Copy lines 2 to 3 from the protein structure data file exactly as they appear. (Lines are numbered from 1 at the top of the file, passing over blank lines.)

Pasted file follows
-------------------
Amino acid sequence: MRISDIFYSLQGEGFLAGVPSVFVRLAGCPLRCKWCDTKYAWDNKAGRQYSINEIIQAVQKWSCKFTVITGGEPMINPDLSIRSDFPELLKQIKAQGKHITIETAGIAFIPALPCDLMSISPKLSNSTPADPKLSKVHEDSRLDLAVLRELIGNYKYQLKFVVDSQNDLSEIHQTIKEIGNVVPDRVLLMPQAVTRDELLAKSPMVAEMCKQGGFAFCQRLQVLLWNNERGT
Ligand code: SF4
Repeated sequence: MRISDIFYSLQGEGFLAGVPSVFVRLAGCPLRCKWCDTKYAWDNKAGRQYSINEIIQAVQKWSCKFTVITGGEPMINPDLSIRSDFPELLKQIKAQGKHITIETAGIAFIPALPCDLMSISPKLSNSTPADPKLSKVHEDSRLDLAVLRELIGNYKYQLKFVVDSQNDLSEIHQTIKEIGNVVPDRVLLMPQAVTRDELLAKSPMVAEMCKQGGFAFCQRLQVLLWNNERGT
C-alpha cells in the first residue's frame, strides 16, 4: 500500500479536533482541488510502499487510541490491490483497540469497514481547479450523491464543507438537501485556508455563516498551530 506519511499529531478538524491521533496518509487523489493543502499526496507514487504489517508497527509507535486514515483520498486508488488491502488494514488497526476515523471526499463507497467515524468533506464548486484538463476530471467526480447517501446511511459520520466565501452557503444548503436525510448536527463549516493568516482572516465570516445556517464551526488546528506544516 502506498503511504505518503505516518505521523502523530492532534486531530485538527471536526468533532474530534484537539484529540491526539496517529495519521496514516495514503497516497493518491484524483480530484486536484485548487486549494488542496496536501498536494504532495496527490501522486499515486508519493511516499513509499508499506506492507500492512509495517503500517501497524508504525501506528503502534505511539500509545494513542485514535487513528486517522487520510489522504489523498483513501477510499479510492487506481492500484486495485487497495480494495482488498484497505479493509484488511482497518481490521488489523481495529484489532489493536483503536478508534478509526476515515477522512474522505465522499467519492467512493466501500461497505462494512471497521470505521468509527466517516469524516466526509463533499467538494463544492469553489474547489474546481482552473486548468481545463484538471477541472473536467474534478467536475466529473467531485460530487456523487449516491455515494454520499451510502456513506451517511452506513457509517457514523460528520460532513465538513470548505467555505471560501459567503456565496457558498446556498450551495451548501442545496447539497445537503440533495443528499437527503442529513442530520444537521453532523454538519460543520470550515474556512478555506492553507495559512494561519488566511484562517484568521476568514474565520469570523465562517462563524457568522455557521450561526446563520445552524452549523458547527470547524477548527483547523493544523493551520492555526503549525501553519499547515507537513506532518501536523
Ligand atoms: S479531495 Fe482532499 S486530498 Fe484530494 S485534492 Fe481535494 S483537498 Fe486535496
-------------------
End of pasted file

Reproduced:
Ligand code: SF4
Repeated sequence: MRISDIFYSLQGEGFLAGVPSVFVRLAGCPLRCKWCDTKYAWDNKAGRQYSINEIIQAVQKWSCKFTVITGGEPMINPDLSIRSDFPELLKQIKAQGKHITIETAGIAFIPALPCDLMSISPKLSNSTPADPKLSKVHEDSRLDLAVLRELIGNYKYQLKFVVDSQNDLSEIHQTIKEIGNVVPDRVLLMPQAVTRDELLAKSPMVAEMCKQGGFAFCQRLQVLLWNNERGT